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A Welcome Haunting

by Dorianne Woolfe 12 days ago in grief

What If It Isn't Too Late?

Photograph by Dorianne Woolfe

'My Dad said that if he could, he'd come back to me after he died, and he never has.'

This was the reason I gave when my six-year-old daughter Olivia asked me why I didn't believe in ghosts, while I was tucking her into bed at our holiday cabin in the woods. Her scrunched-up worried face relaxed a little as she thought through my logic. I stroked her fluffy blonde hair to soothe her - she was always scared to sleep at first when we took a trip up here, but once we'd got through the first night she'd be fine. She closed her eyes and her body softened as the fear of forest ghouls drifted away and sleep started to settle on her. She took me a little by surprise when she asked, eyes still closed:

'Do you miss your Dad?'

She had never asked me about him before, and we hadn't had any real conversation about death beyond me and my husband Ethan giving her a vague, cop-out idea of where her hamster Fudge had gone the summer before.

'Yes.' I answered, unsure if she wanted any more information, and not knowing what I'd give if she asked.

'Was he a good Dad?'

I paused. After a brief hesitation I decided she was too young and too sleepy for the complicated answer, so I gave her the simple one:


Satisfied, she rolled over.

'Night Mom.'

'Night sweet pea.'

I closed the door behind me and tip-toed down the tiny hall to the cosy living room where Ethan was stoking the fire. He handed me a glass of wine and I told him about the conversation.

‘I hope she says ‘yes’ and means it if anyone asks her that question about me!’ He responded.

The next day when the three of us were out in the crisp autumnal air collecting firewood, Olivia running ahead and then bounding back to us with offerings of twigs like a giggling yoyo, a strange feeling came over me, like I was being watched. Ethan noticed I kept looking over my shoulder.

'Is something wrong honey?'

'No. I don't know. I have this really weird sensation, like somebody's watching me.'

He looked at me with concern but turned his attention quickly to our daughter as she appeared at that moment from behind a bush, excitedly dragging a big log towards us.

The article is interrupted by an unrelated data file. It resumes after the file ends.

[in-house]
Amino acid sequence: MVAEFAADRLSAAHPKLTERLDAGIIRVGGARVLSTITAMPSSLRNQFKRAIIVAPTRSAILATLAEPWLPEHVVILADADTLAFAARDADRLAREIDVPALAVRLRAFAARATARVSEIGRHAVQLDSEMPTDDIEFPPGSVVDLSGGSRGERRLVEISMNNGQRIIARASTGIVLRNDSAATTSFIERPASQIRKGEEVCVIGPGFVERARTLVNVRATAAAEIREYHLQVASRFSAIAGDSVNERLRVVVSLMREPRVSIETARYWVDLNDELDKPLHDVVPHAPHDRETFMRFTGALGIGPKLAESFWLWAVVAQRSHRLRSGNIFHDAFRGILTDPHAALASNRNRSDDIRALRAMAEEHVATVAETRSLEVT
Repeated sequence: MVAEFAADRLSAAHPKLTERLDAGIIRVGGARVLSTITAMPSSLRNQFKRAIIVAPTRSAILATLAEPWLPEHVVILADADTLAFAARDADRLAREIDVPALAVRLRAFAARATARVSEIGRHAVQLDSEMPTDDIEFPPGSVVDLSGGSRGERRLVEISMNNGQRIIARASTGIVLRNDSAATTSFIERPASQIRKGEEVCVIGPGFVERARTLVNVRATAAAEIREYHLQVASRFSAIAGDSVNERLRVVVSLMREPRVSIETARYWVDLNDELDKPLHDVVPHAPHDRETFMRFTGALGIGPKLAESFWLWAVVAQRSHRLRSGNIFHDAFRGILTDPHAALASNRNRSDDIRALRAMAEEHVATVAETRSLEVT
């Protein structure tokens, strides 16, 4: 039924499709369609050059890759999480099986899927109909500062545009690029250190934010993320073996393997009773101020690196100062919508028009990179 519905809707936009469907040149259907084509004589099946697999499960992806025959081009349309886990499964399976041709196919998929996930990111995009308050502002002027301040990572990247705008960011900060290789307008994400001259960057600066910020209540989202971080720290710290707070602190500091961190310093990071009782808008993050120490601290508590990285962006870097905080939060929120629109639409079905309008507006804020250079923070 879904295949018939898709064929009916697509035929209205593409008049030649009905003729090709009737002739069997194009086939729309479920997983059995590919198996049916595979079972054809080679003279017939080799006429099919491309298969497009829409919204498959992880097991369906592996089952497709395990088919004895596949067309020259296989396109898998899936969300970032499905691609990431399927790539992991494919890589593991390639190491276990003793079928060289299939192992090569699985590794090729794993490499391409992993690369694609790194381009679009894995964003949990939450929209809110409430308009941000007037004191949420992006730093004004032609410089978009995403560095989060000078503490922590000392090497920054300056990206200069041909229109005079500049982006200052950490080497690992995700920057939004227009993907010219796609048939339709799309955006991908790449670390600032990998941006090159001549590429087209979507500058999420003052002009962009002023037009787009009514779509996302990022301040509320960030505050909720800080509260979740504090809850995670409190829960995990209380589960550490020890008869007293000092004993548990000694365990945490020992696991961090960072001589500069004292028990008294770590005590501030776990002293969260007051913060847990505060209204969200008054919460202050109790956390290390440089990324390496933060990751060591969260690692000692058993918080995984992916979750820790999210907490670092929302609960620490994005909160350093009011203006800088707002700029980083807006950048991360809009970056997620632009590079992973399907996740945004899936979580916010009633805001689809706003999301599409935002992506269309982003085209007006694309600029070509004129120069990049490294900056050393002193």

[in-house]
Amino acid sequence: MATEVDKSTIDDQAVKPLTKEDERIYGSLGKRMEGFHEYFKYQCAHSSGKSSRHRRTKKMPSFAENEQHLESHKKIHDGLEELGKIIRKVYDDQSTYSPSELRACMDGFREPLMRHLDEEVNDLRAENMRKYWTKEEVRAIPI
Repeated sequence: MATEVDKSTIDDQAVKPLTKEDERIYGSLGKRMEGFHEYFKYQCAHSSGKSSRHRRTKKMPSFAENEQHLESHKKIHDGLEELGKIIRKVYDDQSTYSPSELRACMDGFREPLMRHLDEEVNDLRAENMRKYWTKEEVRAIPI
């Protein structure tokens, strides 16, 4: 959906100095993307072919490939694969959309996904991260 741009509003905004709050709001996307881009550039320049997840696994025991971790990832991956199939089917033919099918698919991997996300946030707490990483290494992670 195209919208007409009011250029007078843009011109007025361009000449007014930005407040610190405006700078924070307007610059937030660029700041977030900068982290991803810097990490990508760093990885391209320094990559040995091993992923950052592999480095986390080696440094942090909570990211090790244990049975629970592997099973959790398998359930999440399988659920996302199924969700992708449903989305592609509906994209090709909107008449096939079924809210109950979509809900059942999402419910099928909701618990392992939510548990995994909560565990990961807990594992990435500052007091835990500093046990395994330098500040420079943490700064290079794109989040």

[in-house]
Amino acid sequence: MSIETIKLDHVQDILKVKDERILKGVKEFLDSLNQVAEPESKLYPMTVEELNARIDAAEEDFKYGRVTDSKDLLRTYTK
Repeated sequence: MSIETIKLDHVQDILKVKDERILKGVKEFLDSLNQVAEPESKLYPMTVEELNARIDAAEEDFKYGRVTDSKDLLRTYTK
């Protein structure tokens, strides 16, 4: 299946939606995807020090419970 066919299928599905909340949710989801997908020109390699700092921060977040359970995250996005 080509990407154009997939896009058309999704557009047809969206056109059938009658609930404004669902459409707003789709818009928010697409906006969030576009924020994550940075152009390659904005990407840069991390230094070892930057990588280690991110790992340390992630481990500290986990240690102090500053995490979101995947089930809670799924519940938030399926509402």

'Oh wow! What a find!’

I watched him hurry over to help her, encouraging, joking and laughing.

* * *

‘Vanilla, right?’

My Dad teased me with his familiar joke.

‘Bubblegum!’ I protested, smiling while rolling my eyes, happily fulfilling my part of our script.

‘Oh yes that’s right. Two scoops of bubblegum please.’

His warm, solid deep voice resonated through me like a protecting balm as I stood next to him at the ice cream parlour counter, only coming up to his waist, feeling like I was in the shade of a huge tree. He handed me my cone with a wink and we sat in our special booth by the window, where we liked to people-watch the passers by.


I grinned and nodded, sky-coloured slush dripping around my mouth. He beamed at me, neatly licking his strawberry cone.

‘And where were we when Mom asks?’

‘The library.’

‘The library, that’s right.’

Bright blue stains on my white frilly collar gave the game away when my Mom was sorting through the laundry the following day, and I listened at the slightly open gap of my bedroom door as she whisper-shouted at him. I caught snippets about ‘healthy eating’, ‘keeping secrets’, and ‘my daughter too’. It wasn’t the first time. If it wasn’t our secret trips to the ice cream parlour it was Dad letting me stay up too late to watch movies, or bringing me new and exciting toys that we ‘can’t afford’ back from every business trip.

I truly adored him, and always defended him in his absence against my mother who was constantly complaining about his behaviour. That was, until I realised in my early twenties with what felt like a punch to my stomach while I was sitting in my therapist’s office, that it was easy for him to do no wrong in my eyes when he was so rarely around. The toys, ice creams, and other treats served as distractions from his long periods of absence when I was a little kid, like magic charms that made me forget how long he’d been gone each time. But now I was an adult, and the charms didn’t work any more.

I didn't talk to him for the last two years of his life. I needed to process my new perspective without him, but I also wanted to punish him, make him feel what it felt like to be abandoned. I didn't know he was dying. He respected my wishes and didn’t reach out to tell me. The last thing I said to him was 'Don't call me. I'll call you when I'm ready.' But by the time I was ready to talk it was too late.

* * *

The feeling of being watched stayed with me for the rest of our stay, but I tried to push it aside, not wanting to worry my family. Against my will it kept bubbling up to the surface - when I jumped in fright as Ethan started talking to me when my back was turned, not realising he’d come into the kitchen; or when I snapped at him for mentioning I’d left Olivia’s shoes on the porch overnight.